Six Sigma

jawdahshamilah

9_local_material_1

tony@servicesltd.co.uk

Six Sigma:

What It Can Offer,

How It Is Being Used Wrongly

& How the New ISO18404 International Standard Will Reduce Bad

Practice

PROFESSOR TONY BENDELL

ADVISOR, SKEA & MD SERVICES LIMITED

& CHAIR OF BSI TECHNICAL COMMITTEE MS6, RESPONSIBLE FOR DEVELOPMENT OF ISO18404


Overview of Workshop

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u Six Sigma is an important approach to process and organisational

improvement in organisations of all types, including Banking, the Oil

Industry, the Police, as well as manufacturing companies.

u

It focuses on variation reduction in processes, products and services

and can be combined with Lean approaches to reduce waste of

all types and bureaucracy.

u Until now, however, the problem has been a lack of effective global

regulation in how it is taught and implemented.


Overview of Workshop

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u The new ISO international standard, ISO18404, will be issued in

December 2015 and with it the opportunity for internationally

recognised certification of both organisations and individuals

as competent practitioners of both Six Sigma and/or Lean.

u Accredited certification will cover all types of organisations and

departments; Six Sigma Green, Black and Master Black Belts; as well

as equivalent levels of Lean practitioners.

u The standard was created on an international basis to stamp out

bad practices and misuse of the approaches.


Overview of Workshop

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In this workshop, working interactively with the delegates, Professor

Bendell will explain:

u Why Six Sigma is important and how to apply it effectively within your

organisation.

u How to ensure that you and your organisation achieve internationally

recognised ISO certification against the new ISO18404 standard

approved this year.

u What to do if you have already been Six Sigma trained or have a

company program in place, and would like ISO18404 certification.

u Delegates will also have the opportunity in the workshop to start to

develop their own organisational implementation plans.


Indicative Programme

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08.30 Introduction & Welcome

Clarifying Delegate’s Interests

09.00 Why Six Sigma is important and how to apply it effectively within

your organisation

10.00 Break

10.15 How to ensure you & your organisation achieve internationally

recognised certification against ISO18404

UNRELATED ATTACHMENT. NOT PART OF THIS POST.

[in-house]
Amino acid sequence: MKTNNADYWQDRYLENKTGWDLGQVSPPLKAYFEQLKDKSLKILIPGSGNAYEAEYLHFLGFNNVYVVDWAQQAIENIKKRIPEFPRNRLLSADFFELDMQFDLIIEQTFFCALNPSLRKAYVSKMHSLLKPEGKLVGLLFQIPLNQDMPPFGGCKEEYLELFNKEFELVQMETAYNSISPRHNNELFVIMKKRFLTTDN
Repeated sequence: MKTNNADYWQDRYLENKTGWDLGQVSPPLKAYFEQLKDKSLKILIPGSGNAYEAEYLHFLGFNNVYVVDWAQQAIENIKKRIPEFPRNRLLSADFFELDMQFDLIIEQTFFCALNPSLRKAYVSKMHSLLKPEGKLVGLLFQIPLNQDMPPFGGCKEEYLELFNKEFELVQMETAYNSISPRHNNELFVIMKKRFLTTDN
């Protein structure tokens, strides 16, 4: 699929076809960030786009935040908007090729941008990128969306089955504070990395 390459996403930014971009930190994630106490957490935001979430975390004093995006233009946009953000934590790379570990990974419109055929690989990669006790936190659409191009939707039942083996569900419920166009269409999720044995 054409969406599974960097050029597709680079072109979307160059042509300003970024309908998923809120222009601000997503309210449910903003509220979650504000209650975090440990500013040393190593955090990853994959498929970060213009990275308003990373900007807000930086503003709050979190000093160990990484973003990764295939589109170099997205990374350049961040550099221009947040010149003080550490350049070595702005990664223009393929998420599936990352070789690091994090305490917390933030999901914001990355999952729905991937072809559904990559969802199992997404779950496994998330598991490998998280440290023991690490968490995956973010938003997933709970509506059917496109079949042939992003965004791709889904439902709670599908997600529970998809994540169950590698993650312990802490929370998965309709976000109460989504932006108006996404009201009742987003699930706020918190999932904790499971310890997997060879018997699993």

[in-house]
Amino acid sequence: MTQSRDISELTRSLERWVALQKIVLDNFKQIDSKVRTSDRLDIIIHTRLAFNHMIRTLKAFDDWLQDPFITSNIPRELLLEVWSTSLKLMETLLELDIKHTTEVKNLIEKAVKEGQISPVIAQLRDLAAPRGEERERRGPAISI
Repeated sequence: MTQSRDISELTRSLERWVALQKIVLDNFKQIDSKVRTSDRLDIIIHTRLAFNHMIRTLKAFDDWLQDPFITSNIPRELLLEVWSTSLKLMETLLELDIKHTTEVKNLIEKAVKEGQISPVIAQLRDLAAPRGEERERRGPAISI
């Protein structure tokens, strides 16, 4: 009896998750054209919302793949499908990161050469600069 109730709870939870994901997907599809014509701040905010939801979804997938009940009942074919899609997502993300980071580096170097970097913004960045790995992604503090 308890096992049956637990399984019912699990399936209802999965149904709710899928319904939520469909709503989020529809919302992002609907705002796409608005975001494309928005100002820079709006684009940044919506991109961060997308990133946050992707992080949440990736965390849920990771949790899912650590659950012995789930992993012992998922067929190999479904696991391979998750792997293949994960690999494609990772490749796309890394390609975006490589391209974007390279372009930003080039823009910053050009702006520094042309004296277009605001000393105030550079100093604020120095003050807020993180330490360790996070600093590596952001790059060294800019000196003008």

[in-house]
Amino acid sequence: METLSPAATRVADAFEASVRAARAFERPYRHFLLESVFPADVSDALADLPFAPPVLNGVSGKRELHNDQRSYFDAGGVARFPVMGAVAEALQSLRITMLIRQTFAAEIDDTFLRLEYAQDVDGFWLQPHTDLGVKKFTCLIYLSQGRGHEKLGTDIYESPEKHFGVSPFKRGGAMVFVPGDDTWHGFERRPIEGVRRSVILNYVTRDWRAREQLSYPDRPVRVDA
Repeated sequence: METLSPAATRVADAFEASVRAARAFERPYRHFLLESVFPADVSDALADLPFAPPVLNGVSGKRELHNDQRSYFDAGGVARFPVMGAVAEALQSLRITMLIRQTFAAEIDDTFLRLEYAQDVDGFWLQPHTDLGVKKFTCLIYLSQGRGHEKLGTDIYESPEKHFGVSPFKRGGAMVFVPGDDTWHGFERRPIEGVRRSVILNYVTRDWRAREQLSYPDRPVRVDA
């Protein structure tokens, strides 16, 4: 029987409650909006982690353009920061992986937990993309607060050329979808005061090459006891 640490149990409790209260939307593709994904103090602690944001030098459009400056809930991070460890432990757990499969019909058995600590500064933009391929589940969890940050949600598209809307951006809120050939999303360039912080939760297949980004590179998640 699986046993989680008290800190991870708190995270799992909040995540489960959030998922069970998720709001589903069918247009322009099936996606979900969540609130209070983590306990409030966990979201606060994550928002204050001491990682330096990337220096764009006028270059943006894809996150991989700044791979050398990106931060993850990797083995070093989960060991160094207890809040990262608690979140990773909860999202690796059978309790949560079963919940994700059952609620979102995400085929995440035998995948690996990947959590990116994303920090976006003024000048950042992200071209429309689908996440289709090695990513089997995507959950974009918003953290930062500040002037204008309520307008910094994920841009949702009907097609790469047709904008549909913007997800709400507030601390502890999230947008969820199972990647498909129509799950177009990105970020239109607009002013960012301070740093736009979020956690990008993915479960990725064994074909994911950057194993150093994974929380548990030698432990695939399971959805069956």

11.15 What to do if you have already been Six Sigma trained or have a

company program in place, and would like ISO18404 certification

11.30 Break

12.00 Summary, Implementation Plans & Close


Section A

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Why Six Sigma is important & how to apply it

effectively within your

organisation


Key Themes of Six Sigma

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u Corporate Improvement & Problem Solving Programme

u Process Focus

u Permanent Ongoing

u Top Down

u Trained Deployed Workforce Specialists

u Covers Manufacturing, Design, Transactional processes etc.


Key Themes of Six Sigma

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u Fact Based Analytical Approach

u Project Managed Improvement

u Use of Data

u Software- Excel & Minitab

u More than Lean Approach..

u Not just about Waste, also about Variation

u The Approach to Variation


Process Improvement

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u Value Adding Activity

u Inputs

u Outputs

u Outcomes

u Process measurement, feedback and management

u Process design

u There is always a process

- but not always well-known, and harder for strategy

and policy areas and long cycle times

9


Outcomes of Six Sigma

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Improvement Projects

u Redesign of Key Process Stage

u Resetting of Equipment

u Material Changes

u New Controls & Safeguards

u Protection Against Interactions

u Redesign

u Increased Insight & Understanding


Approaches to

Variation

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• Traditional Engineering Concept

• The Shewhart Concept


The Traditional Engineering

Concept

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“If parts are similar enough, then most of the time they will fit and the

product will perform in a way that is close to the function for which it was

designed”

Specification - help define how similar the parts need to be to be “similar

enough” to fit

Permissible Variation - that is meeting engineering requirements

Excessive Variation - not meeting engineering requirements


Traditional Engineering

Concept

tony@servicesltd.co.uk

u Main objective of this type of variation is to

define what a “good” product and a “bad”

product are to facilitate detection of “bad

products” at the end of the production process

Fabricate Inspect Pack Ship

Rework

Scrap


Traditional Engineering

Concept